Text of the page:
The Historical Development of the Calculus pp 189-230 | Cite as

# The Calculus According to Newton

Chapter

## Abstract

When we say that the calculus was discovered by Newton and Leibniz in the late seventeenth century, we do *not* mean simply that effective methods were then discovered for the solution of problems involving tangents and quadratures. For, as we have seen in preceding chapters, such problems had been studied with some success since antiquity, and with conspicuous success during the half century preceding the time of Newton and Leibniz.

## Keywords

Fundamental Theorem Infinite Series Binomial Expansion Affected Equation Cosine Series
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## References

## Primary References

- [NP]D. T. Whiteside (ed),
*The Mathematical Papers of Isaac Newton*. Cambridge University Press, 1967–81, 8 volumes.zbMATHGoogle Scholar - [NW]D. T. Whiteside (ed),
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*Newton’s Mathematical Principles of Natural Philosophy*, A. Motte’s Translation Revised. University of California Press, 1934.zbMATHGoogle Scholar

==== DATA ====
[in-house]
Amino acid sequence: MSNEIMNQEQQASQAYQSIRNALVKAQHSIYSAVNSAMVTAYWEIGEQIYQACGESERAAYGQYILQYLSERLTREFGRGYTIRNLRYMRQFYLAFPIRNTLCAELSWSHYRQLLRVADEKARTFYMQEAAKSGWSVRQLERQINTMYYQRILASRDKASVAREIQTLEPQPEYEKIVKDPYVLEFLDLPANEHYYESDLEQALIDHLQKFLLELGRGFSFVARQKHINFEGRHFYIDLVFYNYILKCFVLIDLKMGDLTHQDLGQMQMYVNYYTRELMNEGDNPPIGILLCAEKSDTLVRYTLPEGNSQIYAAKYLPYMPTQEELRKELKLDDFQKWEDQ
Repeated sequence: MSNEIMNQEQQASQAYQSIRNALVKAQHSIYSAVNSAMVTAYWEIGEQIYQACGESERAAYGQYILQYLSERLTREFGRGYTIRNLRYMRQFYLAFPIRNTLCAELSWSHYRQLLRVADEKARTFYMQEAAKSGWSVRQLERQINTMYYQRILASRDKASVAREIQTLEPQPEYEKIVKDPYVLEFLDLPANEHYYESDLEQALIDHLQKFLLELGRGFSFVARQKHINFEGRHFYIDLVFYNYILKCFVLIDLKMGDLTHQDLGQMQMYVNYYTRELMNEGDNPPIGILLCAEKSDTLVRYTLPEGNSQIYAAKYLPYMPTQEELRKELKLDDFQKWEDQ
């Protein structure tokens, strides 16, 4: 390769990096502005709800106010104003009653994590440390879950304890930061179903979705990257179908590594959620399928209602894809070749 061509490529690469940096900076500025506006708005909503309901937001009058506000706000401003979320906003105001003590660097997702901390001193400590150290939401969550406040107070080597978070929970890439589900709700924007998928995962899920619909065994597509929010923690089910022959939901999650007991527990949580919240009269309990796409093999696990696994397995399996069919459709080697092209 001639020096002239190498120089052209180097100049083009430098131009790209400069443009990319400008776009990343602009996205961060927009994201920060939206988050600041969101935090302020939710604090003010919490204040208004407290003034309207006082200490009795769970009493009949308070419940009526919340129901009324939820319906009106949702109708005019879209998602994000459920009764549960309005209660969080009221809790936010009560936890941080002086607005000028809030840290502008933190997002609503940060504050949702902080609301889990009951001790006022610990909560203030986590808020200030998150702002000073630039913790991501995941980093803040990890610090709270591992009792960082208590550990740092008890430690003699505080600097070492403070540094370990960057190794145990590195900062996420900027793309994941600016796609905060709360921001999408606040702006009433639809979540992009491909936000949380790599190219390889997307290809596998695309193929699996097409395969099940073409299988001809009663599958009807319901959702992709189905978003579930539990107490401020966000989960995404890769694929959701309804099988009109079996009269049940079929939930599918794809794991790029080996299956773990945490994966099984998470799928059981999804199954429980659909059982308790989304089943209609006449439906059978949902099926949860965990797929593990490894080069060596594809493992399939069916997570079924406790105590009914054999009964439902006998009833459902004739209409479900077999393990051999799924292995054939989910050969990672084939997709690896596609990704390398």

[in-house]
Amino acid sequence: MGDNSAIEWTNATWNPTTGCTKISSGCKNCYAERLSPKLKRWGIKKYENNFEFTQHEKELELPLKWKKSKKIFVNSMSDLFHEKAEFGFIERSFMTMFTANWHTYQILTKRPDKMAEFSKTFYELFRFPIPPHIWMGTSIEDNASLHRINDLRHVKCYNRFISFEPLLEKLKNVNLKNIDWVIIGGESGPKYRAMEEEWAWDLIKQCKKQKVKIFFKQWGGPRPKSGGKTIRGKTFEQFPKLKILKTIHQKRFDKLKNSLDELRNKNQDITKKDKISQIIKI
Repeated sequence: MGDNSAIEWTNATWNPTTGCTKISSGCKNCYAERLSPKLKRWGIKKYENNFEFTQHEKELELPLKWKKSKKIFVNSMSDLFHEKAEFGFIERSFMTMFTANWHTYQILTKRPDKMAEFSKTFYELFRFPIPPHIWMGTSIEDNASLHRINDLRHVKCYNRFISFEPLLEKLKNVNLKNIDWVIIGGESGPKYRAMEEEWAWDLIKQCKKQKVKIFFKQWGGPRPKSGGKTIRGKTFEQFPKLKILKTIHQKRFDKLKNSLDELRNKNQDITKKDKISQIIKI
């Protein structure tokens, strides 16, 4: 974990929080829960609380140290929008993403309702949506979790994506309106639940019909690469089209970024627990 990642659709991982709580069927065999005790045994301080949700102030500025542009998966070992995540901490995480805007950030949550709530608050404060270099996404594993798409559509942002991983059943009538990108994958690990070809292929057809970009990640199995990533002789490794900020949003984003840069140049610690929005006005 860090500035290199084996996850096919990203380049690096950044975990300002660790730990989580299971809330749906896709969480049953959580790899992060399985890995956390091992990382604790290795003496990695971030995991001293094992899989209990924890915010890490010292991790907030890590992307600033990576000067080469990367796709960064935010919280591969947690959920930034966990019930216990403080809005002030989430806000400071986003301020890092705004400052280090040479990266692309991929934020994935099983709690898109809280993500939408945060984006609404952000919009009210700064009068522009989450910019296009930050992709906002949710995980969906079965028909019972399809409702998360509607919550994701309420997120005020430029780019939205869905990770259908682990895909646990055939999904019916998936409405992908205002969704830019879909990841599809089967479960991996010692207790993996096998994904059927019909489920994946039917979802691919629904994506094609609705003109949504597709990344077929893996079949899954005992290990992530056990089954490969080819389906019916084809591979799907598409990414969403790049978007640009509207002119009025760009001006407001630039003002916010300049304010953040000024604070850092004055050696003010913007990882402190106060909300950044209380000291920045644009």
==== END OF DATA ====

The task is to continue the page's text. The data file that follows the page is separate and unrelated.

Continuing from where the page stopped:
## Secondary References

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*Newton Tercentennary Celebrations*. Cambridge: The Royal Society, 1947.Google Scholar - [3]P. Kitcher, Fluxions, limits, and infinite littleness—A study of Newton’s presentation of the calculus.
*Isis***64**, 33–49, 1973.MathSciNetzbMATHCrossRefGoogle Scholar - [4]L. T. More,
*Isaac Newton, a Biography*. New York: Dover (reprint), 1962.Google Scholar - [5]C. J. Scriba, The inverse method of tangents: A dialogue between Leibniz and Newton.
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*The Annus Mirabilis of Sir Isaac Newton 1666–1966*. M.I.T. Press, 1970.Google Scholar - [7]D. T. Whiteside, The mathematical principles underlying Newton’s
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## Copyright information

© Springer-Verlag New York, Inc. 1979